Minnesota Flyer - Serving Midwest Aviation Since 1960

By Dan McDowell
MnDOT Aeronautics 

Just because spring is in sight...

 

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Flying during any season in Minnesota can be stunningly beautiful. It can also present some really unique challenges.

One of those unique challenges is icing. Yes, the days are getting longer and maybe a little warmer, but even as we edge toward spring, we still need to remember that snow and icing conditions can exist for several more weeks.

Accumulated ice, snow, and frost can have a detrimental effect on your efforts to fly. As you begin your walk around, be sure to look closely for any frost, ice, or snow on your aircraft. If you find any, remove all of it. Make sure the wings, empennage and control surfaces are 100% free of frost, ice, and snow. Do a very thorough walk-around and don't even start the engine until your wings, fuselage, or control surfaces are completely free of frost, ice, and snow.

According to Federal Aviation Administration (FAA) Advisory Circular (AC) 91-74B, (10/08/15). "Aircraft icing remains a key aviation safety issue. Accident data has shown that pilots are (intentionally or inadvertently) flying aircraft not certificated for flight in icing conditions into such conditions, often with fatal results."

It goes on to say, "If an aircraft is not certificated for flight in icing conditions, each flight should be planned carefully so that icing conditions are avoided. During a flight, the pilots should monitor available weather information (see FAA's Pilot Guide To Inflight Icing Conditions (AC 91-74B), Chapter 5, Icing Operations, on in-flight operations) and be aware of conditions that might require a change of flight plan to avoid icing conditions. In the event of an inadvertent icing encounter, the pilot should take appropriate action to exit the conditions immediately, coordinating with ATC as necessary, and declaring an emergency." Pilots who are familiar with in-flight icing conditions will tell you that ice accretion is often most rapid near the tops of the cloud layer, therefore, you should minimize the amount of time spent at those altitudes.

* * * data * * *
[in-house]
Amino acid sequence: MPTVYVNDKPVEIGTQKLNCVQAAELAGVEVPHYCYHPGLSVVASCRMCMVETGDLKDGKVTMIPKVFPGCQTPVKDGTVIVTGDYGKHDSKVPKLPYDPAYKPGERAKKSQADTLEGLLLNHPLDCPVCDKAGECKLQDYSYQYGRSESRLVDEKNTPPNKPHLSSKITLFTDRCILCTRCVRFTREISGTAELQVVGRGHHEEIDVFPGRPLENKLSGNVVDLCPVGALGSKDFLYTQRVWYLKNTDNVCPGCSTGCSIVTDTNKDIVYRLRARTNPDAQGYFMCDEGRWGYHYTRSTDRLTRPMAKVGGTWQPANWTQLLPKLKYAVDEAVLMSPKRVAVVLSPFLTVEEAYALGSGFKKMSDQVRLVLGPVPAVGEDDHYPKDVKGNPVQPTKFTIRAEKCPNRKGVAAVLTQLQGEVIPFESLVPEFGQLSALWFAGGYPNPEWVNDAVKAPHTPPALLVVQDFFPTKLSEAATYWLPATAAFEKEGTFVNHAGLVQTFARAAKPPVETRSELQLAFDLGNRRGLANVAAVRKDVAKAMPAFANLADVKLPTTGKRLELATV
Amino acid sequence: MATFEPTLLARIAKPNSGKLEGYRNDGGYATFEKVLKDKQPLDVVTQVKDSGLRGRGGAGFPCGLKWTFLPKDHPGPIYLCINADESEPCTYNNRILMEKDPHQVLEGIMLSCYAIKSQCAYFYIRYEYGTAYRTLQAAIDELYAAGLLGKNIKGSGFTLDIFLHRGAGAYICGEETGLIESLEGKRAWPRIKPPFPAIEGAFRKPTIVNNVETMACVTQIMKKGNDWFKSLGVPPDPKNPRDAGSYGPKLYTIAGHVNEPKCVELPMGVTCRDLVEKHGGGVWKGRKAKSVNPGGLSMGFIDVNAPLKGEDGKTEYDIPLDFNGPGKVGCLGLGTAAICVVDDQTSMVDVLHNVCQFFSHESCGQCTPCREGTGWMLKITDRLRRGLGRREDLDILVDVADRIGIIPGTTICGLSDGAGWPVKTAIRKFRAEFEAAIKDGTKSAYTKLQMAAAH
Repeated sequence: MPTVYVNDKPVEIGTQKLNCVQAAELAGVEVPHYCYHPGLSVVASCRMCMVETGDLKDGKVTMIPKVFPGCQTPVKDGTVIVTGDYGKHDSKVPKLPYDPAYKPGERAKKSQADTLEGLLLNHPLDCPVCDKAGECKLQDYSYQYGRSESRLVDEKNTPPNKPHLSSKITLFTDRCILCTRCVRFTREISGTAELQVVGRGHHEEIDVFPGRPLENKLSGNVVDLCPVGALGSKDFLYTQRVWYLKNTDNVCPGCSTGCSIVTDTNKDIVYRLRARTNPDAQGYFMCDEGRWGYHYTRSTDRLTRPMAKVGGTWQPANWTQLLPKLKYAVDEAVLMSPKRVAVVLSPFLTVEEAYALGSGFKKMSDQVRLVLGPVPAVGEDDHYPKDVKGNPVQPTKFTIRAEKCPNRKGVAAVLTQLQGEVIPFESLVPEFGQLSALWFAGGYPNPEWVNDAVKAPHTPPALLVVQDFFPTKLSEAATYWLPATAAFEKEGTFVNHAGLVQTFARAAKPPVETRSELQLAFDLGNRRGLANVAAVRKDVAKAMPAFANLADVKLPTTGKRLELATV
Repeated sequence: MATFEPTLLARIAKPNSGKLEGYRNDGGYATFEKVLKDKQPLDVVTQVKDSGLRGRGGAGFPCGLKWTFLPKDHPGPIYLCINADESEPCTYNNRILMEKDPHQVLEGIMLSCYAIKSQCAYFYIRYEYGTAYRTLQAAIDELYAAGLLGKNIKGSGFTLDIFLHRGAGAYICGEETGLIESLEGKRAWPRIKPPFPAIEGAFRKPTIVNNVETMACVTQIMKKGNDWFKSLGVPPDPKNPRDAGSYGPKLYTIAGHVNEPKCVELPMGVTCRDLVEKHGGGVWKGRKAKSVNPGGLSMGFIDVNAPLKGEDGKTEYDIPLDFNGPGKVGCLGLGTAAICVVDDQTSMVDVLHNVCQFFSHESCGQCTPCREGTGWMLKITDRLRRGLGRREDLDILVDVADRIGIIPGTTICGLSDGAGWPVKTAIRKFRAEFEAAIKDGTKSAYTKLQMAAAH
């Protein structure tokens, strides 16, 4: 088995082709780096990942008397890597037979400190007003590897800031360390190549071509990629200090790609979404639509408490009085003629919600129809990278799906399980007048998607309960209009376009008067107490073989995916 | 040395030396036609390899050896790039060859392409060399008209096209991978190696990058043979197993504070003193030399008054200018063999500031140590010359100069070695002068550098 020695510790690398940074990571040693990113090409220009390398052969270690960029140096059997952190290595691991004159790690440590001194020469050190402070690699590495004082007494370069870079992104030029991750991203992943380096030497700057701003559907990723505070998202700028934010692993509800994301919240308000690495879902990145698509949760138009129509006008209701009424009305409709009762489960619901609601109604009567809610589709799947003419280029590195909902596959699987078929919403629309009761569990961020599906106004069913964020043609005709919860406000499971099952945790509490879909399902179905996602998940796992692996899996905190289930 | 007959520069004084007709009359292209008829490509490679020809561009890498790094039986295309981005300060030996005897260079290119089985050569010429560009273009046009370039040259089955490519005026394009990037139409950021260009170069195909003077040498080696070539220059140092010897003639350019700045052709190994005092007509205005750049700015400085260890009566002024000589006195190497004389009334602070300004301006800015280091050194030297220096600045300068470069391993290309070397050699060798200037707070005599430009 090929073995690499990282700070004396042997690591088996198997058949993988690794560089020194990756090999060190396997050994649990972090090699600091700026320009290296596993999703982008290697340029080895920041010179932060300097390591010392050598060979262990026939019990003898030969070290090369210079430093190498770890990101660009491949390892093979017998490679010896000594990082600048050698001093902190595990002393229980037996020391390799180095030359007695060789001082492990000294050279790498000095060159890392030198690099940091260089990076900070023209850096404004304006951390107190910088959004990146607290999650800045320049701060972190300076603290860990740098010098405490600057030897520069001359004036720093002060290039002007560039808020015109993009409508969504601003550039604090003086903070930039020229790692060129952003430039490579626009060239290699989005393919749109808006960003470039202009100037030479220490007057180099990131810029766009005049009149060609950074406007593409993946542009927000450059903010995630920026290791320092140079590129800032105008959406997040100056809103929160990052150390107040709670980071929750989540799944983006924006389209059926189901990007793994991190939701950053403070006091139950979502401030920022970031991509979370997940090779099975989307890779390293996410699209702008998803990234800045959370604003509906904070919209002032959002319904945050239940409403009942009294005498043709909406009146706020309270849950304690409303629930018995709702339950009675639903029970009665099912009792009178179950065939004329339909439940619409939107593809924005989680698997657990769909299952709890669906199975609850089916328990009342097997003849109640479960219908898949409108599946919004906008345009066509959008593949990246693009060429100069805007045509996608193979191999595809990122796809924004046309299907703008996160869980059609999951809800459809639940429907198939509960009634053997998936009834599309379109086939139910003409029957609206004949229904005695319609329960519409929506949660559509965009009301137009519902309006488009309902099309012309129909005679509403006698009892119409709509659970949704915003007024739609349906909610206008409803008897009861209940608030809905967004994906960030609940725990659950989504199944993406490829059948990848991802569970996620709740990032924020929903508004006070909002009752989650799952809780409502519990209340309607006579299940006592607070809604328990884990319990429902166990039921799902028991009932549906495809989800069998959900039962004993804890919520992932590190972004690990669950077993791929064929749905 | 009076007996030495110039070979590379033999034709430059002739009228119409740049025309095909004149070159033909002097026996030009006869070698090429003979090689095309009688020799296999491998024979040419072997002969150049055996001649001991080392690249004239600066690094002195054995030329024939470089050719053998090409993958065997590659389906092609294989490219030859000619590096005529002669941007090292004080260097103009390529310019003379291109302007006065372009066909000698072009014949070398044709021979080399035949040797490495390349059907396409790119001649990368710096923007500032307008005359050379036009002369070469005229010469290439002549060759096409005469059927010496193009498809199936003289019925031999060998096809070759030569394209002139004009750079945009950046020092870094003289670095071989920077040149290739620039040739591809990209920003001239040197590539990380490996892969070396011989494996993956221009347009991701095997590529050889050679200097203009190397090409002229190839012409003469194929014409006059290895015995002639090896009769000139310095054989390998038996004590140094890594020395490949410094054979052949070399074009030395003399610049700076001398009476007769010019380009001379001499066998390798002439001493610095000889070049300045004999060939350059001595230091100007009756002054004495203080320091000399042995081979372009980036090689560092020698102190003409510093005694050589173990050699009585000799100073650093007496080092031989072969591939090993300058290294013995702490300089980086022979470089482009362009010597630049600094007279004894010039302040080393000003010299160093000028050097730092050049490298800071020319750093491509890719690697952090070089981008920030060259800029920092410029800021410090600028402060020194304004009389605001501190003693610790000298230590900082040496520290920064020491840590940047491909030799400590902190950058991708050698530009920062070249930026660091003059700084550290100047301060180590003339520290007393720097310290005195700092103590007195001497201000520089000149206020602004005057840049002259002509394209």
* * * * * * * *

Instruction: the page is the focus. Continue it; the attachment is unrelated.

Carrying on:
Flying through snow

The FAA's Pilot Guide to In-flight Icing Conditions, AC91-74B states that "dry snow does not contain liquid, and it's unlikely to adhere to your aircraft. In this case, it's unlikely to pose any icing risk. And the colder the OAT, the more likely it is you'll encounter dry snow instead of wet snow." Thus dry snow poses little risk for icing, however moisture laden snow presents a very different situation to deal with.

When the outside air temperature (OAT) is just a few degrees above freezing, wet snow can form. While not common, wet snow can stick to locations on the airframe. It can also melt not long after initial contact allowing the water to run back over the surface. As it does, it can accumulate and refreeze in an unprotected area causing runback ice accretions. This can also cause a ridge of ice to build. If this begins to occur pilots should treat the situation as an icing encountering and do all possible to exit those conditions as quickly as possible. Make sure you have turned on both the Pitot heat and carb heat as any ice encountered in flight can be potentially dangerous.

Also, please bear in mind that flying through snow, especially in lower light conditions, can be visually quite disorienting.

Now take time to review the FAA's Pilot Guide To In-flight Icing Conditions (AC 91-74B), along with your Pilot's Operating Handbook to assure that just because spring is in sight, you don't forget that winter conditions can occur in Minnesota though late May and you are prepared to make the best decisions before you fly.

 

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